FIFA Names Anti-Corruption Panel; Valcke Warns Brazil 2014 Organisers

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U.S. Soccer Federation president Sunil Gulati, a loser in the 2022 World Cup bid race when USA lost out to Qatar, accepted a role on the panel (Getty)
(WFI) FIFA has named the members of its Independent Governance Committee that is charged with helping clean up the corruption-hit football governing body.

The representatives from the international football community and key figures from outside the sport were appointed by the chairman of the committee Mark Pieth, the man spearheading FIFA's reforms process on behalf of its president Sepp Blatter.

The anti-corruption panel includes: U.S. Soccer Federation president Sunil Gulati, an influential figure in the development of US soccer over the past 30 years; Leonardo Grosso, president of FIFPro, the global players' union; Lydia Nsekera, IOC member from Burundi, who has served as president of her country's football federation since 2004; and François Morinière, CEO of Groupe L’Équipe - Groupe Amaury, the market leaders in sport information.

Non-footballing figures are: Lord Peter Goldsmith, who served as the UK’s Attorney General from 2001-2007; Alexandra Wrage, founder of TRACE, an international non-profit association working with companies to raise their anti-bribery compliance standards; Michael Hershman, president of the Fairfax Group and an expert on matters relating to transparency, accountability, governance and security; as well as anti-corruption legal minds, Guillermo Jorge and James Klotz.

The Independent Governance Committee will work closely with the four task forces mandated to propose reforms by Blatter - Revision of Statutes, Ethics Committee, Transparency & Compliance, Football 2014. It will make proposals to the FIFA Executive Committee.

Blatter is trying to rebound from a year of turmoil at FIFA, which has been hit by a string of corruption allegations relating to the 2018/2022 World Cup bid race and, earlier this year, the FIFA presidential race. Last month, he faced calls for his resignation after saying racist incidents on the field could be settled with a handshake.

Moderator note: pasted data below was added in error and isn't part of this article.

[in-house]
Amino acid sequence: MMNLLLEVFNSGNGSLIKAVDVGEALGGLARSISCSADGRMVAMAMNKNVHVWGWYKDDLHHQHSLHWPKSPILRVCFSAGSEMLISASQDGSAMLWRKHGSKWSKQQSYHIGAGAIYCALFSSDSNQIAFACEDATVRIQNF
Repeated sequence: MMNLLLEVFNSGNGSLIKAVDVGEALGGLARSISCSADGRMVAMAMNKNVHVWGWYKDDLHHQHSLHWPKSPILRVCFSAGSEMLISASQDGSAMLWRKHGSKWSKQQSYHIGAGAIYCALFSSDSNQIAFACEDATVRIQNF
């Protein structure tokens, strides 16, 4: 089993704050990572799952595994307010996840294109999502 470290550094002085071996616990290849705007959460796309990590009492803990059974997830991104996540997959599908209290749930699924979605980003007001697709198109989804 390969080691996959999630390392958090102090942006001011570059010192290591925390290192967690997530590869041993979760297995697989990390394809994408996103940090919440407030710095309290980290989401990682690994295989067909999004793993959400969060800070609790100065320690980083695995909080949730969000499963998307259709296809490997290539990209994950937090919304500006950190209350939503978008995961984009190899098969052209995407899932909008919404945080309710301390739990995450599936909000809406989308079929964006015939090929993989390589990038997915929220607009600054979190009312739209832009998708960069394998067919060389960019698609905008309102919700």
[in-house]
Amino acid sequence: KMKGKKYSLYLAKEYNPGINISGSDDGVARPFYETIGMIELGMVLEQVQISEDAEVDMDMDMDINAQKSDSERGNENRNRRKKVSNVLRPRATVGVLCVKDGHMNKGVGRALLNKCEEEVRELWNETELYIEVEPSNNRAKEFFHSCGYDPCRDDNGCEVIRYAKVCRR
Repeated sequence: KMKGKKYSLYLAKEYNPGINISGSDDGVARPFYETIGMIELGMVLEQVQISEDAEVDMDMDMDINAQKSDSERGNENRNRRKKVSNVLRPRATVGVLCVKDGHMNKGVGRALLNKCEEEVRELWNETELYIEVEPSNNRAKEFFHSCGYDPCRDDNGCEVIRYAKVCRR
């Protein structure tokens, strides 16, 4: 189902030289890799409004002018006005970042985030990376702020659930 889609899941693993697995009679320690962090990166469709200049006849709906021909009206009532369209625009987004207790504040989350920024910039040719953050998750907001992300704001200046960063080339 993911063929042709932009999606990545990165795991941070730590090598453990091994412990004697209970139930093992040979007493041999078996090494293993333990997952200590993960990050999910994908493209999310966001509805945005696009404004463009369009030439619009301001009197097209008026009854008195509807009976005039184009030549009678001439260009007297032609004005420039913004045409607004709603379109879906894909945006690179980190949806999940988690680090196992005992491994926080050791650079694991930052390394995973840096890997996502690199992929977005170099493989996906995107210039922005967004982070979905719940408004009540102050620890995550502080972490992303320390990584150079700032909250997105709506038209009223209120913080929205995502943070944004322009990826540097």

The 75-year-old Swiss admitted that he had regrets, saying the biggest mistake had been selecting Russia and Qatar as 2018 and 2022 World Cup hosts at the same time.

Blatter promised to reform FIFA and root out corruption at his Zurich-based organization. "You must look
with a positive approach. I still have the energy to go forward. I believe myself that we can go forward," he was quoted as saying by AFP.

Meeting over the weekend in Tokyo, the FIFA Executive Committee also heard an update on Brazil's trouble-hit preparations for the 2014 World Cup from secretary general Jerome Valcke.

While stadia construction is progressing, FIFA has major concerns about Brazil's World Cup Law, which is set to include the necessary government guarantees regarding organization of the event. The piece of legislation has still to become law.

"As a consequence, the matter has now become a personal dossier of the FIFA presidency," FIFA said in a statement.

Valcke Sends Warning to Brazil 2014 Organisers

Valcke admitted today that 2012 would be "a fundamental year for FIFA and Brazil in the operational preparation for the two major football tournaments - the Confederations Cup 2013 and the 2014 World Cup".

"There is still a lot of work waiting for all of us in particular on general infrastructure such as airports and transport to make sure that all fans and visitors will have a memorable experience," he wrote in his latest column on FIFA.com.

In his oversight of Brazil 2014, Valcke said he planned to "get a personal view on the status of preparations during my planned host city visits to take place every two months next year".

"Because we have no time to rest, the clock is ticking ever faster and the anticipation is rising for all of us.

Key events next year include approval of the Brazilian government's “Bill 2014”, launch of the official 2014 slogan, the selection of the final FIFA Confederations Cup venues and the last three participants qualifying for the FIFA Confederations Cup.

He added: "The key for success will be in continuing our open and constant dialogue between the Brazilian authorities led by sports minister Aldo Rebelo as the man in charge of the FIFA World Cup in government and FIFA in the spirit of respect and cooperation which characterises our relations now."

In other FIFA Ex-Co decisions: Morocco was appointed as host of the 2013 and 2014 Club World Cups.

And following a discussion on the global development of women’s football, FIFA vice-president HRH Prince Ali Bin Al Hussein has been invited to make a presentation about the hijab at next year’s annual meeting of the International Football Association Board on March 3 in England.

The next FIFA Executive Committee meeting is scheduled to be held in Zurich, March 29-30.

By INSIDER editor Mark Bisson

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